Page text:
The 5G Race – Can Huawei still win?

Over the last few years the US, UK, Japan and Australia have all moved to ban companies from using Huawei network equipment, citing national security concerns. Consequently, these governments have prevented plans for Huawei to expand its 5G network. This has naturally left a large gap in the 5G market of these countries, which other companies are now looking to capitalise upon. In particular, the next two largest providers of 5G network equipment by market share – Ericsson and Nokia – are now looking to populate this void in the market.


Since the announcement of bans on Huawei equipment, Ericsson and Nokia have been moving fast to secure 5G deals and expand market share. In the UK, Nokia won a 5G deal that will phase out Huawei’s EE network equipment, after the UK government’s ban which requires the complete removal of Huawei’s network equipment by 2027. In addition, the sales of Ericsson Networks, the division that offers 5G products, increased by 6% from the third quarter of 2019 to the third quarter of 2020. Despite these efforts, the market share of both Nokia and Ericsson has not yet changed significantly. Huawei, in the first quarter of 2020, had 28% of the global telecoms market share, dropping only 1% from 2019. In the meantime, Nokia has seen its market share drop 1% to 15%, closer to Ericsson’s 14%. The lack of significant growth in market share of Ericsson and Nokia highlight the fact that the impact of the sanctions may take longer than expected to significantly alter the sector, while also serving as a reminder that Huawei will remain a key player in 5G.


Furthermore, decoupling from Huawei could be a costly process that will involve infrastructure problems for Nokia and Ericsson. This is because a 5G network has to be built on top of existing 4G infrastructure, and therefore, non-Huawei 5G transmitters may not be compatible with Huawei 2G/3G/4G equipment. Replacing Huawei’s equipment will delay and disrupt 5G development, especially given that there are more than 1,500 networks built by Huawei globally. In addition to this infrastructure issue, Nokia and Ericsson may also face challenges in innovation and development as Huawei is taking Ericsson and Nokia to court. This comes as a result of Huawei holding more than 1,500 5G patents. Therefore, this potentially protracted legal case may stall the speed of innovation and have longer term effects for Nokia and Ericsson if Huawei succeeds in barring them from certain markets.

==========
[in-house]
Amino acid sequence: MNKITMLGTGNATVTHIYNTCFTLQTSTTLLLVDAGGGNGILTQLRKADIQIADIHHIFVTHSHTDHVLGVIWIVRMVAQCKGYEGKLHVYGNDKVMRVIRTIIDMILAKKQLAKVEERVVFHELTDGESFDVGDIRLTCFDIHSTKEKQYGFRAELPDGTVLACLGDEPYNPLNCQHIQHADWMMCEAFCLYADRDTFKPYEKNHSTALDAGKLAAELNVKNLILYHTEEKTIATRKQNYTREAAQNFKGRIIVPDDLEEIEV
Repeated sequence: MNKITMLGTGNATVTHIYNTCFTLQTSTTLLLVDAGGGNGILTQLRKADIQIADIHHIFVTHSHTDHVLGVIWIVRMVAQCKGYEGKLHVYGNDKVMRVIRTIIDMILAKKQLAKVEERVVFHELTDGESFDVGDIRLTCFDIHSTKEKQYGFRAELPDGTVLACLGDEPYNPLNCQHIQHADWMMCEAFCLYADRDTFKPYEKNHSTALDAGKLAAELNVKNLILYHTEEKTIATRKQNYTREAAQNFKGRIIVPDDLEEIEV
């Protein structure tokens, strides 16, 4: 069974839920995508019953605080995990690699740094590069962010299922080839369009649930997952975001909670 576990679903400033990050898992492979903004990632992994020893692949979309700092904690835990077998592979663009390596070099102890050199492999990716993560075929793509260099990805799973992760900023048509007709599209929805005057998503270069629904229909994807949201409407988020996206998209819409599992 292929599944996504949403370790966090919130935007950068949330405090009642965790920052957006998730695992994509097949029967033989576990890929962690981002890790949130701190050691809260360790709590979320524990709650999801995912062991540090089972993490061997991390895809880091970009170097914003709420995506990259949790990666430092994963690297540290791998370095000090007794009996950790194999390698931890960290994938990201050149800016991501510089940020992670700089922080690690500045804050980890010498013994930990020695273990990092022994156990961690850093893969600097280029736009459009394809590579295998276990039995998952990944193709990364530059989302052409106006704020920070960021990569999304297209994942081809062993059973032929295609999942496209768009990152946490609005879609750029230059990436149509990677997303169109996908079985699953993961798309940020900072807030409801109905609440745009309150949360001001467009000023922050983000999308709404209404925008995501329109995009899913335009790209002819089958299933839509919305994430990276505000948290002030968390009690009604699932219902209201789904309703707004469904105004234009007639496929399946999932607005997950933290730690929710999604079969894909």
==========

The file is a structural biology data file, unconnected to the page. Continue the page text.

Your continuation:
Huawei’s balance sheet is also worth looking into. Huawei met its projected revenue of 123 billion USD in 2019, and it planned to revise the target to 135 billion USD in April 2019. However, in May 2019, the United States blacklisted Huawei meaning that US companies were restricted from doing business with the Chinese telecoms giant resulting in a 12 billion USD revenue shortfall for Huawei. These lower targets came to fruition in the third quarter results of 2020 when Huawei reported a slower revenue expansion – the growth rate of sales dropped from 27% in the third quarter of 2019 to 3.7% in the third quarter of 2020. However, Huawei does not seem too concerned, stating that its most lucrative market, East Asia, does not share the security concerns of the US and some of the Asia-Pacific countries. However, Huawei is facing strong competition in this region too, with Ericsson reporting a 39% increase in net sales in North East Asia, due to more 5G contracts in mainland China. Moreover, Nokia and Ericsson’s revenues growth is expected to continue fuelled by an expansion of 5G networks in the Asia-Pacific region. In addition, Huawei face supply chain issues as its key suppliers stop trading with the company over fears of violating the US sanctions.


It is not uncommon for market development to be heavily influenced by political decisions, and the 5G race is no exception. Despite the serious challenges that Huawei faces it is unlikely that the telecoms equipment provider will drop out of the race easily, especially given the company’s strength in China. While Ericsson and Nokia’s growth in East-Asia, and potential market opportunity in western countries, does present increased competition for Huawei, the global market share of both competitors remains low when compared to Huawei. The victor of this 5G race will most likely be the company which is able to successfully walk the political tightrope between the US and China, which is only becoming more difficult as US-China relations worsen.


By Sam Cheng